Pricewaterhouse Coopers (PwC) has launched a business school in Accra to provide professionals in Ghana and the sub-region with the needed skills and core competencies to reach their full potential.
The PwC Business School will serve as an executive training institution for SMEs, multinationals and public sector entities to enhance and share best practices on important business issues.
It intends to develop entrepreneurship, leadership and general skills of business leaders, especially those in the Small and Medium-scale Enterprise (SME) sector.
The PwC Business School will harness the international experience of PwC experts to deliver a wide range of business insight and knowledge-based programmes on topics such as corporate governance, corporate reporting and accounting, tax planning, industry-specific issues, sustainability, integrated reporting, leadership, governance, entrepreneurship, legislation/regulation, finance, auditing, accounting and general skills.
The school’s board is under the chairmanship of the Territory Senior Manager, Suresh Kana, and it would spearhead eight centers of excellence to meet the needs of professionals in Ghana.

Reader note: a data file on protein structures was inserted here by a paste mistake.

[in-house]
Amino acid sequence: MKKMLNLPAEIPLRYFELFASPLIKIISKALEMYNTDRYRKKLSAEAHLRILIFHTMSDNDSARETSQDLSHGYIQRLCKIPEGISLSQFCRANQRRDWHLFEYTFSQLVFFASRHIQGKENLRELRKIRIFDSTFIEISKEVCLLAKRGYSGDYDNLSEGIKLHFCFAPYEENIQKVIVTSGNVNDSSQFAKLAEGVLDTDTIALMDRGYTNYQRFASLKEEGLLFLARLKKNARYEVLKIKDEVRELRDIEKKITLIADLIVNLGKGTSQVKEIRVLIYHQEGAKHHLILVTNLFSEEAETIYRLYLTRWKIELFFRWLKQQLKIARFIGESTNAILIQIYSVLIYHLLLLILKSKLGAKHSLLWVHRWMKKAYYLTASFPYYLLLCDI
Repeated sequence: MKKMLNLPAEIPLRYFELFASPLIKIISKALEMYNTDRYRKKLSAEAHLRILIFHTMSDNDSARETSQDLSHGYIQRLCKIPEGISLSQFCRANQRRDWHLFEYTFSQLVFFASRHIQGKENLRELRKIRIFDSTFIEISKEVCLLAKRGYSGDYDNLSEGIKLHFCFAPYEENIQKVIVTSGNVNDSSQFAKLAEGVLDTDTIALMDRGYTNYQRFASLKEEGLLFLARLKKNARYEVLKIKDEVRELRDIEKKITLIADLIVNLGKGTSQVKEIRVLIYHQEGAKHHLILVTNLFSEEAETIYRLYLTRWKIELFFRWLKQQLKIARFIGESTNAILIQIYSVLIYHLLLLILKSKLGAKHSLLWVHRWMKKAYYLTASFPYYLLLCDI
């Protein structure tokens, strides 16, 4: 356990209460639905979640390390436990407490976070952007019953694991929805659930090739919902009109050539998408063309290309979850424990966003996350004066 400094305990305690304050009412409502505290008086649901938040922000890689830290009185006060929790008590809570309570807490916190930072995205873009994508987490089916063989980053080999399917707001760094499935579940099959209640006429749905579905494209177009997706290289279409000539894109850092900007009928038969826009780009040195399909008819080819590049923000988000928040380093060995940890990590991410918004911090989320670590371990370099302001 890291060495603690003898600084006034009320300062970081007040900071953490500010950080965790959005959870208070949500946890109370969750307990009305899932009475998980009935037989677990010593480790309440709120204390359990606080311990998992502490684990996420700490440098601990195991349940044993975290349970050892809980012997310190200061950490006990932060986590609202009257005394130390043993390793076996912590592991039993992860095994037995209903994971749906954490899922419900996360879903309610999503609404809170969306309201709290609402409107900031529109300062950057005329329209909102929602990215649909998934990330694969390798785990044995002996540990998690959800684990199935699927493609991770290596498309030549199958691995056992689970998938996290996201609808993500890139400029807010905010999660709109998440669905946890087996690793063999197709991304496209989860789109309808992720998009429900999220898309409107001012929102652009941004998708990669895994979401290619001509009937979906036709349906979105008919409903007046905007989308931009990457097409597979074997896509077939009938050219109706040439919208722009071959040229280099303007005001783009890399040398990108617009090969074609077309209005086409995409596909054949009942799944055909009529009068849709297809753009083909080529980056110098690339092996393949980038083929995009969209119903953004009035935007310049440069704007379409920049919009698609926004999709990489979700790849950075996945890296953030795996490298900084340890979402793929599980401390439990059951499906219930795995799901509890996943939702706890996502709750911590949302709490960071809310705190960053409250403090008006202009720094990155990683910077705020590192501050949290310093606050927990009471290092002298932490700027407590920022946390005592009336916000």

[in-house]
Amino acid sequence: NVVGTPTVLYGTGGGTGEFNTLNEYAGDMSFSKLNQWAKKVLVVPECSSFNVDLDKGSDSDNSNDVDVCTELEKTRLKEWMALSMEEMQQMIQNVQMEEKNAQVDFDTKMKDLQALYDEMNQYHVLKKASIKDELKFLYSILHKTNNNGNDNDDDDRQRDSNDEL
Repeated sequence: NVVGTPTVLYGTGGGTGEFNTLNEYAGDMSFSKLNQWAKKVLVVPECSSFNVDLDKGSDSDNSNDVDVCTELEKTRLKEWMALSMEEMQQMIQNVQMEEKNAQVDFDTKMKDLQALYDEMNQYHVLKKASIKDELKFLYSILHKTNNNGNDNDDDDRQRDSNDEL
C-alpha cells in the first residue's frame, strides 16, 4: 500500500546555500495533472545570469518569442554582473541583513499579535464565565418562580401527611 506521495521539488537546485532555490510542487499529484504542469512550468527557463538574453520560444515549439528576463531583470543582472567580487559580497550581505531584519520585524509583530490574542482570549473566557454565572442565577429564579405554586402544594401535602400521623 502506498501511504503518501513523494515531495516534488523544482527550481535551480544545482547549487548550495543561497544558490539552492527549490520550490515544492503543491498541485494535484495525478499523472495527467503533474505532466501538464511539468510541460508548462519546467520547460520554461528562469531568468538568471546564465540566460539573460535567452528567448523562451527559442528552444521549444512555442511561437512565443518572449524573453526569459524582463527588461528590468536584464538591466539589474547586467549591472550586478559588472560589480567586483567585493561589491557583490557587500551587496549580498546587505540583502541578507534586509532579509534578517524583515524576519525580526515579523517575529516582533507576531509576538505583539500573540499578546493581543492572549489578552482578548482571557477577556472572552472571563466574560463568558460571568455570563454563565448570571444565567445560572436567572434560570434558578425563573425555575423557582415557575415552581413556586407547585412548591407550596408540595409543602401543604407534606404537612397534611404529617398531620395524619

George Arhin, the Business School Leader, said the increasing complexity of the business world and the shortage of skilled labour was one of the fears constantly expressed by business executives in PwC’s annual CEO surveys.
As a result of the fast-changing business climate, PwC resolved to train their staff as well as clients and partners.
PwC’s business school is not a traditional school that will conclude its courses with supervised examinations and offer academic certificates afterwards, but it’s designed to provide professionals with practical knowledge and problem-solving skills.
US Ambassador to Ghana, Gene Cretz, who was a guest speaker at the launch, lauded the management of PwC for establishing the PwC Business School which he said would go a long way in educating young executives to achieve their dreams in all aspects of life.
PwC’s business school in Ghana is the first in West Africa and the fourth in Africa following the establishment of business schools in South Africa, Namibia and Kenya.
PwC’s business schools in Africa have recorded the highest pupil engagement index.
By Cephas Larbi
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